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night. But, thanks to the good God above us, to us again appears and smiles the gentle moon, and again beam the lovely stars, the forget-me-nots of the angels.

In mourning now for him who has joined the throng who have gone before and are for a time lost to us in the mysterious abodes beyond our mortal sight, we must not grieve as those who are without hope. Certainly we should not be anxious about him whose Christian life was an illustrious example for right living. He has passed over the dark river which separates us from the heavenly country. He is only a little in advance and awaits our coming to join him as we enter into the unfathomed mysteries of eternity.

As one grows older and begins the descent toward the evening of life he comes to feel how little, after all, is the value of this brief span of life. We come, we tarry just a little while, and depart. The pleasures of living, the transitory joys of existence, thrilling and intense as they sometimes seem, are of little permanent value; the true worth of life is to be found in the opportunity it gives for the formation of character. The character which is formed by the experiences of our earthly existence, whether brief or long, makes us, after all, what we are, and alone goes on with us to the life beyond, thus making life worth the living, for it makes desirable immortality, which is the inalienable and indestructible birthright of every human soul.

If, then, our philosophy is correct, we ought not to mourn the loss of our friend. He lived long enough to form a noble, Christian character, fitting him for better than earthly service. He has gone a little before at his Master's call, to do his Master's service in a happier sphere, with clearer vision, with higher freedom and purer affections. What lesson, then, is there in this death and this memorial service for us who for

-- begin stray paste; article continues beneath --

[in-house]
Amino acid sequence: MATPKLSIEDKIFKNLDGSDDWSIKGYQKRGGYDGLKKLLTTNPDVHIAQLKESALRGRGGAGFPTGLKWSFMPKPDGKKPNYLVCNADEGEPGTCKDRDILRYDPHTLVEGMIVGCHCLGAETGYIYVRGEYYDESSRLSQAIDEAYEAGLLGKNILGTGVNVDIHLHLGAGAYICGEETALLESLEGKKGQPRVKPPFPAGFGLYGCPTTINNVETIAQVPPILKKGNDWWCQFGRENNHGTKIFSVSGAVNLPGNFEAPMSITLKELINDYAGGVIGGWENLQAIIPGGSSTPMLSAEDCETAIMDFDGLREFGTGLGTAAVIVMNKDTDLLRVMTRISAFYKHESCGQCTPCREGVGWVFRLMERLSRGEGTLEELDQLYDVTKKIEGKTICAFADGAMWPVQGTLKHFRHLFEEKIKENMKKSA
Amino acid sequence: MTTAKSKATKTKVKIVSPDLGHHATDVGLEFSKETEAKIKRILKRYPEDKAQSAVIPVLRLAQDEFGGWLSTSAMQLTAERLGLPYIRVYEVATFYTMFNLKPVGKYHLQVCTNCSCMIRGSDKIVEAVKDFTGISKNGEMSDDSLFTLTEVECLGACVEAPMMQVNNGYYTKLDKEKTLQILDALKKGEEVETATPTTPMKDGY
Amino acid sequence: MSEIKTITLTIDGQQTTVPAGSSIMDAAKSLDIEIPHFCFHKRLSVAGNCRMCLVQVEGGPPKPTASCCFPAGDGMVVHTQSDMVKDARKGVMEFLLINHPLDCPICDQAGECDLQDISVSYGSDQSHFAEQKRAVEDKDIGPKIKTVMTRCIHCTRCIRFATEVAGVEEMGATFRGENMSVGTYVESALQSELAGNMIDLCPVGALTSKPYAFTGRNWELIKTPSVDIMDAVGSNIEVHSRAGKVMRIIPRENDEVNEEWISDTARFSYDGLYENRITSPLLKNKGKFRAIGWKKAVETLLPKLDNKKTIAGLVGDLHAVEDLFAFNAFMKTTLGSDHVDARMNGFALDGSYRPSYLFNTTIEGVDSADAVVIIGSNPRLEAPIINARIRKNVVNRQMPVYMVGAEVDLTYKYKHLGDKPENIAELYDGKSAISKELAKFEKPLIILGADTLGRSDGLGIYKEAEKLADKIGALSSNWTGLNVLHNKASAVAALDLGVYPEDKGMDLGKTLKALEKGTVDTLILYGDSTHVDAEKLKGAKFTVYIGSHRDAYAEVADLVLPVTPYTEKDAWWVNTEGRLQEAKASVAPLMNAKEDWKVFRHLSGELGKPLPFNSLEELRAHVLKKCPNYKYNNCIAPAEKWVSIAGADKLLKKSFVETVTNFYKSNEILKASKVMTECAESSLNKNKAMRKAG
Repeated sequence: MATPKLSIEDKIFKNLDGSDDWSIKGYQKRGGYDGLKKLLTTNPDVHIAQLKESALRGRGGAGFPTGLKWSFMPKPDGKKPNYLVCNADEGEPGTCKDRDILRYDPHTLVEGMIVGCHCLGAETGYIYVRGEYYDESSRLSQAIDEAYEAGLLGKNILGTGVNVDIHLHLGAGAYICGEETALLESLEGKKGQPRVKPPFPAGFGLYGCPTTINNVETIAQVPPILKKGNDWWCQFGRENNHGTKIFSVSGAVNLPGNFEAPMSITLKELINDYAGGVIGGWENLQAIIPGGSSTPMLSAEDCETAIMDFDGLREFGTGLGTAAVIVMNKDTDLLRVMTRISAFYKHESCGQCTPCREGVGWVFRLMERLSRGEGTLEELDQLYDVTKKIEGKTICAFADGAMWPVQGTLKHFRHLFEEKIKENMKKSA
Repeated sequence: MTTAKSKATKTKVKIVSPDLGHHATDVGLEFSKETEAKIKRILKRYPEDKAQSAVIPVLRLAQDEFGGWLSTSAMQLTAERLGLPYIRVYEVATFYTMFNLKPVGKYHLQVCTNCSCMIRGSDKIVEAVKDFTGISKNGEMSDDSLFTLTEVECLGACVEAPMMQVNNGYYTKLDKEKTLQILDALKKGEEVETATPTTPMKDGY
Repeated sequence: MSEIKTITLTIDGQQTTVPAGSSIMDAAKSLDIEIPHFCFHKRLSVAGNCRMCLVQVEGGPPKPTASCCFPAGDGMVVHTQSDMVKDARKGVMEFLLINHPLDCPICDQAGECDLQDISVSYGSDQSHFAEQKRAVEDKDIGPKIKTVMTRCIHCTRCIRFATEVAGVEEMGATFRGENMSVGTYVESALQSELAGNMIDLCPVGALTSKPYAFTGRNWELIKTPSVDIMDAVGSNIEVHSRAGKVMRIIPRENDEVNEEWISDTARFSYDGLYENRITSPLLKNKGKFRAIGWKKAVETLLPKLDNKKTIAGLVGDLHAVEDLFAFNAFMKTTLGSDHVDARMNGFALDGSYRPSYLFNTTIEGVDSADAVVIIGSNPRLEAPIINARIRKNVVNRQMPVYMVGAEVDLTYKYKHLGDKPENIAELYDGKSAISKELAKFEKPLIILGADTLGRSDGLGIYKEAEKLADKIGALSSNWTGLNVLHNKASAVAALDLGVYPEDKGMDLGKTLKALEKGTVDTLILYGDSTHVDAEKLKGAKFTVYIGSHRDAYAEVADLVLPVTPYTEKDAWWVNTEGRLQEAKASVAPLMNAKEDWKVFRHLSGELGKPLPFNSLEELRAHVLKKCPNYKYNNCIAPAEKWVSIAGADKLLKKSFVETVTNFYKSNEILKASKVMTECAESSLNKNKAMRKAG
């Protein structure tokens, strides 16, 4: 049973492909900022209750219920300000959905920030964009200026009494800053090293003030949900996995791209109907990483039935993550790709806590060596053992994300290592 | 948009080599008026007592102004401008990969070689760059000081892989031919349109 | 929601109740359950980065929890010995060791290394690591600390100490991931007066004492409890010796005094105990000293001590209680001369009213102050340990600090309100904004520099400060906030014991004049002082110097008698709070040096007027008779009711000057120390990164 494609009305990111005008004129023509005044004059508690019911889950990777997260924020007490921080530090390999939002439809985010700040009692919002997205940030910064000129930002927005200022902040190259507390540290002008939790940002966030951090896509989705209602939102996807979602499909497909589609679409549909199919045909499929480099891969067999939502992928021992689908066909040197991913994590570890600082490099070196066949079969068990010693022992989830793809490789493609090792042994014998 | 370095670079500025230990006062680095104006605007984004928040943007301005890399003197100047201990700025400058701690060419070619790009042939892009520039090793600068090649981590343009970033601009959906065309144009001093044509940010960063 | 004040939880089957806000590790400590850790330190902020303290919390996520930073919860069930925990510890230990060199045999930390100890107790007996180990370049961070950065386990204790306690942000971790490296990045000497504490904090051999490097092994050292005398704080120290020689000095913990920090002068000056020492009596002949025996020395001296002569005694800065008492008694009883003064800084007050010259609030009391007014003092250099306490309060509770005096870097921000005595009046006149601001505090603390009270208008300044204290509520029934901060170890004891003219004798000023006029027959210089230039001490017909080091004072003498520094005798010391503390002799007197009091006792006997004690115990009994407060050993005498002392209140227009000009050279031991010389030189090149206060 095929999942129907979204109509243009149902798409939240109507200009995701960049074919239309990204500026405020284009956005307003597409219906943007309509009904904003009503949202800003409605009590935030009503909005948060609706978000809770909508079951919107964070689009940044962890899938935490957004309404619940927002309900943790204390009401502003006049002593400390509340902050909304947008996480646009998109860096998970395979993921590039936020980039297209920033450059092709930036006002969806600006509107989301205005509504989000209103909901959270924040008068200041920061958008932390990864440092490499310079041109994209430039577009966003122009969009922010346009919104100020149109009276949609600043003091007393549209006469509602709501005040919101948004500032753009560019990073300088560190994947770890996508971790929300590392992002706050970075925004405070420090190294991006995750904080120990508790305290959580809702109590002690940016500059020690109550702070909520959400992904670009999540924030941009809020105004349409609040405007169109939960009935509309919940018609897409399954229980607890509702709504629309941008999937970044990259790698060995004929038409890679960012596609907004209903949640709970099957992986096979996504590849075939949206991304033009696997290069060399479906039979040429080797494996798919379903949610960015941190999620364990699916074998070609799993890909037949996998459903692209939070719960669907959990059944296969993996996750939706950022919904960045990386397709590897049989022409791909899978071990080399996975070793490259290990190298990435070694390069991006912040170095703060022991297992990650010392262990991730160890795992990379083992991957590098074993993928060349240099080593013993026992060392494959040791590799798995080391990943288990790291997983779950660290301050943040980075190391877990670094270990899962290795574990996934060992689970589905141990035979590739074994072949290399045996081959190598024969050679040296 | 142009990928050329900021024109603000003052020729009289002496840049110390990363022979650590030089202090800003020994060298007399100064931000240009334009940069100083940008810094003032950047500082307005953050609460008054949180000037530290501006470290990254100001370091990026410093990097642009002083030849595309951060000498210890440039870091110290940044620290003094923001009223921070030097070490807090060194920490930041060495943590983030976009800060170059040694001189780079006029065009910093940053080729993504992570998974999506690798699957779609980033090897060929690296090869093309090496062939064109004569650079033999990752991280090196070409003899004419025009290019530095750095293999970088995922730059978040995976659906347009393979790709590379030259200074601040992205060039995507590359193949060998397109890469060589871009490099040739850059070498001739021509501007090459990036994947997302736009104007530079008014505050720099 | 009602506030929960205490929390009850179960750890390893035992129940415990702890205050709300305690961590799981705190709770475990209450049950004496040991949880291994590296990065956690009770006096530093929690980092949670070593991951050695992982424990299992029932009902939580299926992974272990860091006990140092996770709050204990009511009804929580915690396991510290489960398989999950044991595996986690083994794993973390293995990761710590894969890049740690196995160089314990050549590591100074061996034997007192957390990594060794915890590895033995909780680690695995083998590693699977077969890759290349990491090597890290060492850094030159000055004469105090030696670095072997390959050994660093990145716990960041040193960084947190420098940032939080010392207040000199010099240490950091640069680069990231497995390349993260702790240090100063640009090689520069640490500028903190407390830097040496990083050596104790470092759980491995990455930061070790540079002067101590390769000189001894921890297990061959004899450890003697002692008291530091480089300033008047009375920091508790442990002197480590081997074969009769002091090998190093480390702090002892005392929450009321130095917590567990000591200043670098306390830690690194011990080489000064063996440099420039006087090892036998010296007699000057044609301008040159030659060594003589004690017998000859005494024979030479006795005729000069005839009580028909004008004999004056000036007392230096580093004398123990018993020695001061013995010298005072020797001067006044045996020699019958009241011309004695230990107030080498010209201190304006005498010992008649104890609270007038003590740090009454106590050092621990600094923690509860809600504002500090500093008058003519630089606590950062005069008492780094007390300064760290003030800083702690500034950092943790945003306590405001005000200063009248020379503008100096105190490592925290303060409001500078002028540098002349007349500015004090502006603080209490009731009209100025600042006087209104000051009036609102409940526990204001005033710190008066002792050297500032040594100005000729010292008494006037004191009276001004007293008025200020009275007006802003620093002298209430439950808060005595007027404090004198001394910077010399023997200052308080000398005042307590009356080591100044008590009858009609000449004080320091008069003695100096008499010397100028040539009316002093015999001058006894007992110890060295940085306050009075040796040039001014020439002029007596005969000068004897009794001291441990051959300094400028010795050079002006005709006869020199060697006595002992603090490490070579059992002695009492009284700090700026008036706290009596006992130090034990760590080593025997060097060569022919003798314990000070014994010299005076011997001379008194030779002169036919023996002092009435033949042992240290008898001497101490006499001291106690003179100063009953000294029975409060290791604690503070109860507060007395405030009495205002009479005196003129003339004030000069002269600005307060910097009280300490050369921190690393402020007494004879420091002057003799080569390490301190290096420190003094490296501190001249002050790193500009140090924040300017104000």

a little time survive? Can it not be found in heeding the injunction:

So live, that when thy sunimons comes to join
The innumerable caravan which moves
To that mysterious realm where each shall take
His chamber in the silent halls of death,
Thou go not, like the quarry-slave at night,
Scourged to his dungeon, but sustained and soothed
By an unfaltering trust, approach thy grave
Like one who wraps the drapery of his couch
About him, and lies down to pleasant dreams.

ADDRESS OF MR. CALDERHEAD, OF KANSAS. Mr. SPEAKER: I do not rise for the purpose of making any extended eulogy upon my dead comrade, whose memory we honor to-day, but rise more for the purpose of extending my thanks to his colleagues who have already addressed the House in this connection, and who have presented the high character of the man, and his capacity and ability on the floor of the House and in connection with public affairs. Most of them knew him longer and more intimately than I. Most of them had a personal acquaintance with him better than mine, but I counted as one of the special privileges of my life the fact that I became acquainted with him and appreciated him as such a man must be appreciated by all those who know him.

When I was elected a member of the Fifty-fourth Congress I came to Washington about the conclusion of the preceding session of the Fifty-third Congress for the purpose of making the acquaintance of the members and familiarizing myself with the business of Congress. Mr. BROSIUS was the first member whose acquaintance I formed. We recognized each other as comrades by the button that we wore—the badge of the Grand Army. He asked my name and gave me his name and our acquaintance began. During my service in that Congress and afterwards I became intimately acquainted with him. He was my personal friend, and we served together upon the same committee. It is true that at times we differed as to the work of the committee. I remember well one case where we differed materially. I objected to a proposition pending in the committee which was advocated by him, upon which he had spent much labor. I joined with others who opposed the measure and endeavored to prevent it. I thought it likely that he would perhaps administer some rebuke or make some suggestion of the feeling that he entertained in reference to the matter when I afterwards met him. But instead of that there was the same kindly smile upon his face, the same warm hand was extended to me, and there was an assurance in his every act of the kindly feeling which had always animated him toward me.